Rep. Steve King, a Republican from Iowa, brought the National Right to Work Act to the House of Representatives Feb. 1.
The bill aims to let private sector workers across the country opt out of paying union dues if they don’t want to be members.
Currently, in states that don’t have right-to-work laws, an employee can decline to join a workplace union — but they can’t avoid paying at least some dues if they work at a unionized facility.
That’s because unions are still required by law to represent all workers equally — even those that decline to officially sign up as members. Labor organizations have successfully argued for decades that they’re entitled to at least some dues if they have to cover the costs of protecting a non-union member.
Since King brought his national legislation to Congress — where it awaits a committee hearing — Missouri became the 28th state to enact right-to-work legislation. It passed a right-to-work law Feb. 6.
Last week, New Hampshire narrowly missed becoming the 29th state. It rejected a right-to-work bill in a tense 200-177 vote in its House of Representatives.
The Teamsters, one of the nation’s largest unions, had launched a massive call to action ahead of the Feb. 16 decision.
“Our members and their families worked hard to send a message to the legislature that right to work is wrong for New Hampshire,” said Jeffrey Padellaro of Local 633, adding that he was “thrilled” with the result. But the Granite State was a rare win for unions in recent years, as right-to-work legislation has gained traction.
Before Missouri flipped, a bitter battle was lost in Kentucky on Jan. 7 — and another in West Virginia on Feb. 12. In Kentucky, Democrats were able to quash right-to-work laws for years because they controlled the state House. But when the party lost its majority in November, the legislation flew through to land on the Republican governor’s desk — and he promptly signed it.
Kentucky also got rid of its prevailing wage act — a law that prevents bidders for state construction job to go below the set wage used by union workers.
Twenty-eight states are now operating under right-to-work laws — a fact those officials often tout when trying to lure companies to move to their areas.
Twenty-two states, including New York, have held off on the legislation. There is no immediate concern among labor leaders that the Empire State is in danger of change — but the future of other states is not so secure.
“You can’t rule out anything,” said Kuba Brown, business manager for International Operating Engineers Locals 94, 94A and 94B. His 6,300 members are engineers working in high-rise buildings, public schools, hotels, power plants and all kinds of large buildings.
“Our union is reaching out, through email blasts and phone calls, trying to get the message out to members,” he said.
Groups that are pro-right to work often couch their message in terms of choice, point out that their laws free workers from “forced fees” and allow for managers to pay well-performing employees higher wages than less skilled workers.
Those messages can be seductive, Brown acknowledged.
“Initially it might sound great, but then what is the worker going to lose? If the union goes under — and without dues-paying members, that can happen — that’s people’s health funds and pension and of course their middle-class wages. It drives down the wages and benefits for everyone,” he said. “It’s not good for families and it’s not good for the country.” According to the AFL-CIO, the poverty rate in right-to-work states is 15.3%, compared to 12.8% in other states.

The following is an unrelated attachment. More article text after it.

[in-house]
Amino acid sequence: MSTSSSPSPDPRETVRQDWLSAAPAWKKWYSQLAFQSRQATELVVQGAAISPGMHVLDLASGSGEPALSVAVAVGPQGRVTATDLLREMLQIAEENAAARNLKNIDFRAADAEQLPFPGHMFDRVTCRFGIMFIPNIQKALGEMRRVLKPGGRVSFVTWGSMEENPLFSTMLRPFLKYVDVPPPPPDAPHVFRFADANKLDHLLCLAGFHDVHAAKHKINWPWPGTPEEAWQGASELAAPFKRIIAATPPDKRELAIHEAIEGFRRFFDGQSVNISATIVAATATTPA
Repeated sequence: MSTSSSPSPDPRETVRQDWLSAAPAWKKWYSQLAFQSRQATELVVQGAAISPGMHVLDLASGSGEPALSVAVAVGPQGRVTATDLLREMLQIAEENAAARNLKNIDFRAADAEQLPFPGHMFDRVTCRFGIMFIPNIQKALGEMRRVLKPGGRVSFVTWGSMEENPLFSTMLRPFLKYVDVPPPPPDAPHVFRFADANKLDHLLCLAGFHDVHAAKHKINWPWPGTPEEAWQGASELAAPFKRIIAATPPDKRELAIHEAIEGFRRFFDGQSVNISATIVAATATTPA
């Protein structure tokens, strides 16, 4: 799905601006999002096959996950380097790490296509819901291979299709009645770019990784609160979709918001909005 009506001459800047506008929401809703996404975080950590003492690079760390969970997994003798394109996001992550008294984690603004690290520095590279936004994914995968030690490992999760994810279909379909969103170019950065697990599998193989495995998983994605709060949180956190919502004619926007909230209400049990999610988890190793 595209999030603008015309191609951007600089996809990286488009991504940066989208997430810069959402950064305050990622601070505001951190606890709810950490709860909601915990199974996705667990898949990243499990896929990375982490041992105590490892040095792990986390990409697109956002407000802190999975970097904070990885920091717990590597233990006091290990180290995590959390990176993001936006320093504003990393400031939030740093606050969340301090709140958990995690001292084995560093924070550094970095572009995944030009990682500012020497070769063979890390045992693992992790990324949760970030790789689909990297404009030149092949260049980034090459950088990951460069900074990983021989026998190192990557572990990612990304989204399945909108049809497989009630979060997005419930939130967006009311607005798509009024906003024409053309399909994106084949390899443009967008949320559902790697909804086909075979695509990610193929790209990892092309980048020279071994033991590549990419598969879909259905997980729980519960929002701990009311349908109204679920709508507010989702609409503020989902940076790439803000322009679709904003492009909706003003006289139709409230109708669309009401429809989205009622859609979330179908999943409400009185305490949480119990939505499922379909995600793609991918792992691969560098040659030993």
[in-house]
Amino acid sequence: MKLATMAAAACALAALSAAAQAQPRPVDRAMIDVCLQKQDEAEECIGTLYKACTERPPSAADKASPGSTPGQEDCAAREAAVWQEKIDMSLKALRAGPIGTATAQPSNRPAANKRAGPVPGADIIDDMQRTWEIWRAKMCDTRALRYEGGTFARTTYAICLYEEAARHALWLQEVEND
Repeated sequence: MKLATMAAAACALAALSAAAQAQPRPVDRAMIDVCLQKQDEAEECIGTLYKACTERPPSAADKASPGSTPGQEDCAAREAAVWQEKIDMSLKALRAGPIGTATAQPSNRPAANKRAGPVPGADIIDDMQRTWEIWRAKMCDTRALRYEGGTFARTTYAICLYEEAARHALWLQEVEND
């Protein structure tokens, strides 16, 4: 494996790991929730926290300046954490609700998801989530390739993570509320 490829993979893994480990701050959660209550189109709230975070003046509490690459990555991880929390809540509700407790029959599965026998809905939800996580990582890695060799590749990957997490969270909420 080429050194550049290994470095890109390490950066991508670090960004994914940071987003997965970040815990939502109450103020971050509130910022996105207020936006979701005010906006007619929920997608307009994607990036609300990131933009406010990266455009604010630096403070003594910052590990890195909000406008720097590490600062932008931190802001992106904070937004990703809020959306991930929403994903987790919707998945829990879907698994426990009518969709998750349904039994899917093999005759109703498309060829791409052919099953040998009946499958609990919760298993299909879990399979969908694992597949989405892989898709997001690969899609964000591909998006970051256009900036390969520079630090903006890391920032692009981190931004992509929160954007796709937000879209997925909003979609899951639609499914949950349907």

The average worker in a right-to-work state makes $6,109 less per year than workers in what the AFL-CIO calls a “free bargaining state.”
Right-to-work states also have a 13% rate of uninsured employees versus 9.4% in other states, the AFL-CIO said.
“Right to work is a lie dressed up in a feel-good slogan,” AFL-CIO president Richard Trumka said Feb. 1, after King introduced his national legislation.
Mark Mix, head of the National Right to Work Foundation, a group that promotes the legislation on the state and national levels, said his organization is hopeful that for the first time ever, the federal bill might actually come into play.
“It’s been introduced before, to several Congresses,” he said.
It’s never garnered enough bipartisan support to make it through either house and it still faces a rough road, he admitted.
But now there is more support up high in D.C., he added.
“Vice President Mike Pence… he is an advocate for right to work,” Mix said. Indiana was the 25th state to adopt the legislation in 2012, before Pence became governor.
“He has said he found it helpful in creating new industry and investment opportunities,” Mix said.
As for Trump, it will still “take a lot of work” to get a federal bill to the White House, Mix said. But he believes the President will support the effort, based on recent comments from Press Secretary Sean Spicer.
Spicer said “the President believes in right to work” during a press briefing Feb. 3.
“He wants to give workers and companies the flexibility to do what’s in the best interest for job creators. Obviously, the Vice President has been a champion of this as well,” Spicer told reporters at the meeting.